It's a chemical that's been in U.S. households for more than 40 years, from the body wash in your bathroom shower to the knives on your kitchen counter and the bedding in your baby's basinet.
But federal health regulators are just now deciding whether triclosan - the germ-killing ingredient found in an estimated 75 percent of antibacterial liquid soaps and body washes sold in the United States - is ineffective or, worse, harmful.
The Food and Drug Administration is planning to deliver a review this year of whether triclosan is safe. The ruling could have implications for a $1 billion industry that includes hundreds of antibacterial products.
The review comes amid growing pressure from lawmakers, consumer advocates, and others. Recent studies of triclosan in animals have led scientists to worry that it could increase the risk of infertility, early puberty, and other hormone-related problems in humans.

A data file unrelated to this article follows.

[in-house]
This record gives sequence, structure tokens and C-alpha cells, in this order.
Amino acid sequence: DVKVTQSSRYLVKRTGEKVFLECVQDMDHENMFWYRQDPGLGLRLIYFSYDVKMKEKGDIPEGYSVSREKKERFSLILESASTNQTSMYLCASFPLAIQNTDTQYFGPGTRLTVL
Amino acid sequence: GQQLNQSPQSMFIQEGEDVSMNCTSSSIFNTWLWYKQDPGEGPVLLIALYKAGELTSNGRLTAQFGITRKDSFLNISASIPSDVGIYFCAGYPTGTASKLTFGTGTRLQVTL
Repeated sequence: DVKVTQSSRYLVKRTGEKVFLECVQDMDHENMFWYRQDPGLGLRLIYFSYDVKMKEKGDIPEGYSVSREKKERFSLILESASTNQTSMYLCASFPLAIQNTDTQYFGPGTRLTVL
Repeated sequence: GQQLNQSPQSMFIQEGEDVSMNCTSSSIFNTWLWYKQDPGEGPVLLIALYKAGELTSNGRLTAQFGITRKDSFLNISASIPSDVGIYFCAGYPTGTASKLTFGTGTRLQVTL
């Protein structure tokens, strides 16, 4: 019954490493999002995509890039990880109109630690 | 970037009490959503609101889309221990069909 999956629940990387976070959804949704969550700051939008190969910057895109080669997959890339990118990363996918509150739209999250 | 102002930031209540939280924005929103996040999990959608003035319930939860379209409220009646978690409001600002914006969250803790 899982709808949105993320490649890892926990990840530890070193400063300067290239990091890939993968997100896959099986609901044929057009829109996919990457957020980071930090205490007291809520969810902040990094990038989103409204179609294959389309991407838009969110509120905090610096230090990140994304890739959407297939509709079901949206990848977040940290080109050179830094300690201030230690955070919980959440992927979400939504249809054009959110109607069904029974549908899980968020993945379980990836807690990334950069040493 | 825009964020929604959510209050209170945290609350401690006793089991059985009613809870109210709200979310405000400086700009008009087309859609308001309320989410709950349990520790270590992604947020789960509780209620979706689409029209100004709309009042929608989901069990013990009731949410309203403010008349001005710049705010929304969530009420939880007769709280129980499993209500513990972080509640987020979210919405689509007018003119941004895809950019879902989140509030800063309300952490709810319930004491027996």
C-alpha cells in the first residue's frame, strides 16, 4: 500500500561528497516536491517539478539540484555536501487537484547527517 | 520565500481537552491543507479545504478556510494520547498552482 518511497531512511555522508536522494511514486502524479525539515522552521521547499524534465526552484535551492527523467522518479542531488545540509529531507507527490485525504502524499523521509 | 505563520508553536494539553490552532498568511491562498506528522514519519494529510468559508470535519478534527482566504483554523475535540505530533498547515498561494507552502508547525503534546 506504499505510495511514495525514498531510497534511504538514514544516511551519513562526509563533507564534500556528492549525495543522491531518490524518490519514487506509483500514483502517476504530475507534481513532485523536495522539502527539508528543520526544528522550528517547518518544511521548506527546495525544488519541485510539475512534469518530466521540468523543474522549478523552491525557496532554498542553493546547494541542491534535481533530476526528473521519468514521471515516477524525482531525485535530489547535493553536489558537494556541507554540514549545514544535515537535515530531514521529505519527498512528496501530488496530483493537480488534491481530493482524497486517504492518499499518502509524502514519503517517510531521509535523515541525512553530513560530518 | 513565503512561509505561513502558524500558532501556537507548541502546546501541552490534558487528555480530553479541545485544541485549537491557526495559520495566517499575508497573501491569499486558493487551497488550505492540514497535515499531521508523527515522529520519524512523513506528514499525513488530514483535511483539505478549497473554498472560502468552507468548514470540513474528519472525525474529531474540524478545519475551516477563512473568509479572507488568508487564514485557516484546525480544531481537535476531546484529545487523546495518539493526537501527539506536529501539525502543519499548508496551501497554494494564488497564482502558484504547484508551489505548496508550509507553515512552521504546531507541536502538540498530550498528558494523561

"To me, it looks like the risks outweigh any benefit associated with these products right now," said Allison Aiello, professor at the University of Michigan's School of Public Health.
Many chemicals used in household products have never been formally approved by health regulators. That's because many germ-killing chemicals were developed decades ago, before there were laws requiring scientific review of cleaning ingredients.
The controversy also highlights how long it can take the federal government to review the safety of such chemicals.
In the case of triclosan, Congress passed a law in 1972 requiring that the FDA set guidelines for dozens of common antibacterial chemicals found in over-the-counter soaps and scrubs.
In 1978, the FDA published its first tentative guidelines for chemicals used in liquid hand soaps and washes. The draft stated that triclosan was "not generally recognized as safe and effective," because regulators could not find enough scientific research demonstrating its safety and effectiveness.
The agency published several drafts of the guidelines over the years, but never finalized the results. Then, last summer, the agency said its review would be complete by late 2012, and then February.